By Joel Gulhane and Charlie Miller
Interim prime minister Hazem El-Beblawi continued on Monday the task of forming a cabinet to operate as Egypt’s interim government as per the political roadmap outlined by the armed forces following the ouster of former president Mohamed Morsi.
El-Beblawi met with several candidates for ministerial positions on Monday having met with other candidates the previous day. Amongst those who met El-Beblawi on Monday were Atef Helmy, candidate for the post of Minister of Communications; Abdel Labib, a candidate for the Minister of Local Development; Ahmed Darwish, a potential contender for the post of Minister of State for Administrative Development; and Major General Mohamed Abu Shadi, a candidate for the Minister of Supply, state-owned al-Ahram reported.
Darwish, who was the Minister of State for Administrative Development under Hosni Mubarak from 2004 until 2011, has been a consultant to a number of international organisations including the European Union and the World Bank.
Helmy had been made Minister of Communications and Information Technology in January 2013 under ex-Prime Minister Hesham Qandil, and has a long history working in the Information and Communication Technology field, spending a number of years as the CEO of Oracle Egypt.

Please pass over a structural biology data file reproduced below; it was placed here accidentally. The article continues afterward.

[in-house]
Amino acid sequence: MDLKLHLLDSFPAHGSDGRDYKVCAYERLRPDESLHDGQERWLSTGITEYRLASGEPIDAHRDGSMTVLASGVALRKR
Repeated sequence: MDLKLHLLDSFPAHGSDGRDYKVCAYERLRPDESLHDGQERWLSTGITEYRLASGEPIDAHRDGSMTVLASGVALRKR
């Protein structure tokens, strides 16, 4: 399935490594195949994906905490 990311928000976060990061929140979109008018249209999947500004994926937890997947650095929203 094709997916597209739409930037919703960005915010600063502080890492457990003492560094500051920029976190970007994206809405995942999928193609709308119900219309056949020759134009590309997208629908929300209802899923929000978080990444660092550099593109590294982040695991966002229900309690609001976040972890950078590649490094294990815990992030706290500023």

Nader Bakkar, spokesperson for Al-Nour Party confirmed that his party would not participate in the interim government because it believes that the cabinet should not include representatives from political parties. He said: “we want a purely technocrat government to help us during the transitional period and settle things with the economy and the Muslim Brotherhood.”
El-Beblawi and Deputy Prime Minister Ziad Bahaa El-Din have both frozen their memberships in the Egyptian Social Democratic Party. Bakkar said El-Beblawi is an exception because he met the criteria that the Al-Nour Party had put forward for the role of prime minister. Bakkar explained that Al-Nour wanted the prime minister to have previous experience in government and to be specialised in economic affairs. El-Beblawi has previously served as minister of finance and deputy prime minister for economic affairs.
The spokesperson stressed: “the most important thing now is to convince people that [the removal of Morsi] was not a military coup.”
Bakkar said that Al-Nour Party put forward recommendations for posts in the interim government, one of which was Darwish.